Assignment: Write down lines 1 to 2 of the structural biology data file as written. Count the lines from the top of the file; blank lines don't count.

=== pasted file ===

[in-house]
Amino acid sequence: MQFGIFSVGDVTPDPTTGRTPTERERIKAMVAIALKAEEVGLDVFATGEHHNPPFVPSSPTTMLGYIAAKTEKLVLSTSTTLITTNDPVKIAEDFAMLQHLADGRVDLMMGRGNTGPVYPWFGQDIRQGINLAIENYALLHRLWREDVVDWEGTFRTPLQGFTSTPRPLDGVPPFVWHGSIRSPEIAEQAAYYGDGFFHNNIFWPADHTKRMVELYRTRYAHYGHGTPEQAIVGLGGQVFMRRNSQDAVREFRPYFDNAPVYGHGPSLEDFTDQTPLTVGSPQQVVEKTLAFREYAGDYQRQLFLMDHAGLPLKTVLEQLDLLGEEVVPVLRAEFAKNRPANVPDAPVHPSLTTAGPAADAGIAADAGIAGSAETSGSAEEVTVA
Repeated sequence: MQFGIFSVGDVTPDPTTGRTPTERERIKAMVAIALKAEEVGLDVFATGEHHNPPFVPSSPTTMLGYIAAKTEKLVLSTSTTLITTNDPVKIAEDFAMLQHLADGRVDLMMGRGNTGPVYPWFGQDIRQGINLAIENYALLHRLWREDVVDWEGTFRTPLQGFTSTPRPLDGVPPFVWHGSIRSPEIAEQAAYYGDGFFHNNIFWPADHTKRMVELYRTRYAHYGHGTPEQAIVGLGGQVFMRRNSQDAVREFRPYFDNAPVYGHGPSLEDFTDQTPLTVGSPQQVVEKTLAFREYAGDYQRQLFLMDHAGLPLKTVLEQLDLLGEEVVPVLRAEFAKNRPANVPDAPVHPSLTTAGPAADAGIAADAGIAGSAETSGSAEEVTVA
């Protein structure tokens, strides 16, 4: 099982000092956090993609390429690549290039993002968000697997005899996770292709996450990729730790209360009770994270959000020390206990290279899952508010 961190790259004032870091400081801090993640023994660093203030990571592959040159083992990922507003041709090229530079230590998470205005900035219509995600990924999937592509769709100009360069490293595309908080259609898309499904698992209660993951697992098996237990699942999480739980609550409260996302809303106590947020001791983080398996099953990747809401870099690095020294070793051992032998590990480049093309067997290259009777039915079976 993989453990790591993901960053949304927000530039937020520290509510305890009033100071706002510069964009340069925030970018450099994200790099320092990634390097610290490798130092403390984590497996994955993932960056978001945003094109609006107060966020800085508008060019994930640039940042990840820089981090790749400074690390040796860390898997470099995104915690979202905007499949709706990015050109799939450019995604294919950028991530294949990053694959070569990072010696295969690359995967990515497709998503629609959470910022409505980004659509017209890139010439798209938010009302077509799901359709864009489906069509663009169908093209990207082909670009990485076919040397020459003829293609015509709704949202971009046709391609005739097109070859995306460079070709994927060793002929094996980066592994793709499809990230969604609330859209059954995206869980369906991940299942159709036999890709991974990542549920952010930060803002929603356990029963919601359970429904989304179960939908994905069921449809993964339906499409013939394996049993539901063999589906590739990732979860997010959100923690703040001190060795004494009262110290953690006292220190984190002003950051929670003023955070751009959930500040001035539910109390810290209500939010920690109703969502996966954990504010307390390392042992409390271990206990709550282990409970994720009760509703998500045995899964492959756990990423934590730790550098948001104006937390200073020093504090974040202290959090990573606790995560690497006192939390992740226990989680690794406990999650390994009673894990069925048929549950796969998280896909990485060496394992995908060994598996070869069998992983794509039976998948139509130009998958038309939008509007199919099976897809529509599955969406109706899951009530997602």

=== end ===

[in-house]
Amino acid sequence: MQFGIFSVGDVTPDPTTGRTPTERERIKAMVAIALKAEEVGLDVFATGEHHNPPFVPSSPTTMLGYIAAKTEKLVLSTSTTLITTNDPVKIAEDFAMLQHLADGRVDLMMGRGNTGPVYPWFGQDIRQGINLAIENYALLHRLWREDVVDWEGTFRTPLQGFTSTPRPLDGVPPFVWHGSIRSPEIAEQAAYYGDGFFHNNIFWPADHTKRMVELYRTRYAHYGHGTPEQAIVGLGGQVFMRRNSQDAVREFRPYFDNAPVYGHGPSLEDFTDQTPLTVGSPQQVVEKTLAFREYAGDYQRQLFLMDHAGLPLKTVLEQLDLLGEEVVPVLRAEFAKNRPANVPDAPVHPSLTTAGPAADAGIAADAGIAGSAETSGSAEEVTVA